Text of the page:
“I remember watching the Indy 500 the first year I wasn’t in it and I missed it,” Patrick said. “I miss that relevancy of being in the game and being someone like before the race, where they’re like, ‘Who do you think is going to win today?’ My name did not pop in NASCAR, you know?

“I missed being relevant. So I’m going to try and achieve that here this month. It’s going to be hard because everybody is really good.”

As she prepares for the opening of practice for the 500 on May 15, Patrick isn’t just thinking about winning the race, she’s also soaking in all the atmosphere and legacy of Indianapolis Motor Speedway.

“It always feels like home here at Indy,” she said. “The track feels so familiar, everything like from the walk to pit lane. I’m just waiting for the alley cats to show up, basically.”

Check out the following tweet to hear more of what Patrick had to say.

After two days of practice, Patrick is consistently up to 220 mph in laps around the 2.5-mile IMS oval. It doesn’t look like she’s lost much from her previous IndyCar tenure.

When her comments about NASCAR and IndyCar first hit social media, battle lines between fans of each genre of motorsport were quickly drawn.

One tweet in particular, however, helped make more precise what Patrick said, leading the Illinois native to respond in kind by saying simply, “thank you.”

Kevin Harvick on why Danica Patrick didn’t go from superstar to ‘megastar’

Jared C. Tilton/Getty Images
7 Comments

FORT WORTH, Texas – Winning is still everything to Kevin Harvick.

Not just on the track for the Stewart-Haas Racing driver but also in terms of building a star athlete into a transcendent brand whose boundless popularity can carry a sport.

After qualifying second Saturday at Texas Motor Speedway, Harvick was asked who could be the next driver to “move the needle” like a Tiger Woods in golf.

He said there was one active driver who could, and one former driver who had the chance but didn’t.

“The guy that has the most potential is Chase Elliott with the traditional NASCAR fans,” Harvick said. “There’s a difference between a superstar and an megastar. In the past, a superstar wasn’t a megastar because of the fact that he didn’t win enough. Chase Elliott is the next guy that can be a megastar, but you have to win.

“When you have a guy like Tiger Woods, he’s won and won and won and won and won and won. Danica (Patrick) had a personality. She didn’t perform well. She could have been a megastar as well. Danica didn’t perform well. In the end, performance trumped superstar to megastar. And if you want to be a megastar you have to perform and win. That’s the effect that a guy like Tiger Woods has.”

Patrick was Harvick’s SHR teammate for the past four seasons before retiring after this year’s Daytona 500.

It isn’t the first time Harvick has spoken out about the need for popularity to be linked to winning. Last year, he said Dale Earnhardt Jr. had “stunted” NASCAR’s growth because he lacked a championship (Earnhardt recently said the comment still stung).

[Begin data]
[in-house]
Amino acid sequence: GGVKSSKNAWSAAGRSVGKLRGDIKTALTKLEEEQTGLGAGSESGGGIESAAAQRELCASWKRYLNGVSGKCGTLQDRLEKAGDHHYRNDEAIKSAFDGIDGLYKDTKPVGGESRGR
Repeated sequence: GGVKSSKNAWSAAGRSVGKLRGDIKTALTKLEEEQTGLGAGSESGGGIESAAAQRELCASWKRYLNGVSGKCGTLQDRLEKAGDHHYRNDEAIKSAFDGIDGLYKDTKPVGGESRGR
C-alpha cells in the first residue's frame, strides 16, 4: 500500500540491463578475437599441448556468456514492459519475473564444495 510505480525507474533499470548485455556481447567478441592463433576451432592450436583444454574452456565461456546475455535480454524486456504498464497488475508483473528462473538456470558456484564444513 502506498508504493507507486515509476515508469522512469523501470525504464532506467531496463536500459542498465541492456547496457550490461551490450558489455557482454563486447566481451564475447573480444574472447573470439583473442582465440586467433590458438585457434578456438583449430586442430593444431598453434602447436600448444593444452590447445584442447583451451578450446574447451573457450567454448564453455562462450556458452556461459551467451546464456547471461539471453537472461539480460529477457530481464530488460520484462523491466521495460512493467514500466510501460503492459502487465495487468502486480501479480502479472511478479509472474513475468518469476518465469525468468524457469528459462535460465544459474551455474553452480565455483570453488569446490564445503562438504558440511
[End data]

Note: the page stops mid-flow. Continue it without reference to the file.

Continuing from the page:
Harvick clarified some of his position Friday, explaining that neither he nor seven-time champion Jimmie Johnson could become megastars because they lacked the necessary pedigree.

“It’s something that when you look at a guy like Jimmie Johnson — and Jimmie and I have had this conversation — we don’t have that capability from that traditional, roots family standpoint that you can be that guy,” he said. “There’s only a few people that come through the sport that can be that guy. Jeff Gordon came through, but he won a lot in the beginning. He was that young guy that kept winning and won championships and had that immediate impact as far as catching everyone’s attention.

“After you get in here for a few years and don’t catch everyone’s attention you just kind of wind up being one of the guys unless you end up winning a lot.”

Harvick said it would help if there were a few more natural rivalries among the younger set.

“I think when you look at the dynamic between Jeff Gordon and Dale Earnhardt, that’s the dynamic that we have the potential to have right now with the group of young racers that have come in,” he said. “But somebody has to step up and be that winner. Who’s the young winner? Who’s going to be the guy that’s going to go against (Martin) Truex (Jr.) and challenge him for the championship that he’s defending and win races?

“I’m happy with where I’m at. We’re winning races and gaining momentum and doing all the things we need to do. If we keep winning you’ll keep gaining that same momentum with the fans and hopefully we can keep doing that. … I love to talk about it because it’s very interesting.”

He also can be very honest in his self-analysis.

“The fact of the matter is that I’m never going to be Dale Earnhardt Jr. or Chase Elliott,” Harvick said. “You’re not going to have that connection the hardcore roots with the fans. Tony (Stewart) was popular but he was never going to be an Earnhardt. As you look at it right now, Chase has that potential. I’m fortunate to have a solid fan base. It seems like we keep gaining momentum from a fan side of things and hopefully that continues.”